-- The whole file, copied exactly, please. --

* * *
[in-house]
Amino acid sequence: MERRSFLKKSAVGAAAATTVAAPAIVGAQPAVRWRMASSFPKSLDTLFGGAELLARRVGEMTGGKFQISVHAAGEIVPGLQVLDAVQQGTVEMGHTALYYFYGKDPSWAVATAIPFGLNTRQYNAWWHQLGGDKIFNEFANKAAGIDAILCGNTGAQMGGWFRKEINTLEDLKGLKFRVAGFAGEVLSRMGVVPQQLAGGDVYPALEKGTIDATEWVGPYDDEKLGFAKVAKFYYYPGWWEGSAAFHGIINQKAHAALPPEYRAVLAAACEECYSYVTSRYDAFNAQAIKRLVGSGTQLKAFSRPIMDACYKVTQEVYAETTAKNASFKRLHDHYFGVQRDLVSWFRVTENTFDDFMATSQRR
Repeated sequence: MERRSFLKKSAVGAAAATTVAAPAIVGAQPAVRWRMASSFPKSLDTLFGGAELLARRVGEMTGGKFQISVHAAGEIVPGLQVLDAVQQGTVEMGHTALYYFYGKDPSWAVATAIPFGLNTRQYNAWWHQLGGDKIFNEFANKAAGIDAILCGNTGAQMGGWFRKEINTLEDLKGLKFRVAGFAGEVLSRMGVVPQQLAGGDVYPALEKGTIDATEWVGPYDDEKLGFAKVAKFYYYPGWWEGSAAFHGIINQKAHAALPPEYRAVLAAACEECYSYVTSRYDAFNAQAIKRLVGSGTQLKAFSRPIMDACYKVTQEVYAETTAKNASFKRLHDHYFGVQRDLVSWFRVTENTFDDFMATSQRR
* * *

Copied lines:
[in-house]
Amino acid sequence: MERRSFLKKSAVGAAAATTVAAPAIVGAQPAVRWRMASSFPKSLDTLFGGAELLARRVGEMTGGKFQISVHAAGEIVPGLQVLDAVQQGTVEMGHTALYYFYGKDPSWAVATAIPFGLNTRQYNAWWHQLGGDKIFNEFANKAAGIDAILCGNTGAQMGGWFRKEINTLEDLKGLKFRVAGFAGEVLSRMGVVPQQLAGGDVYPALEKGTIDATEWVGPYDDEKLGFAKVAKFYYYPGWWEGSAAFHGIINQKAHAALPPEYRAVLAAACEECYSYVTSRYDAFNAQAIKRLVGSGTQLKAFSRPIMDACYKVTQEVYAETTAKNASFKRLHDHYFGVQRDLVSWFRVTENTFDDFMATSQRR
Repeated sequence: MERRSFLKKSAVGAAAATTVAAPAIVGAQPAVRWRMASSFPKSLDTLFGGAELLARRVGEMTGGKFQISVHAAGEIVPGLQVLDAVQQGTVEMGHTALYYFYGKDPSWAVATAIPFGLNTRQYNAWWHQLGGDKIFNEFANKAAGIDAILCGNTGAQMGGWFRKEINTLEDLKGLKFRVAGFAGEVLSRMGVVPQQLAGGDVYPALEKGTIDATEWVGPYDDEKLGFAKVAKFYYYPGWWEGSAAFHGIINQKAHAALPPEYRAVLAAACEECYSYVTSRYDAFNAQAIKRLVGSGTQLKAFSRPIMDACYKVTQEVYAETTAKNASFKRLHDHYFGVQRDLVSWFRVTENTFDDFMATSQRR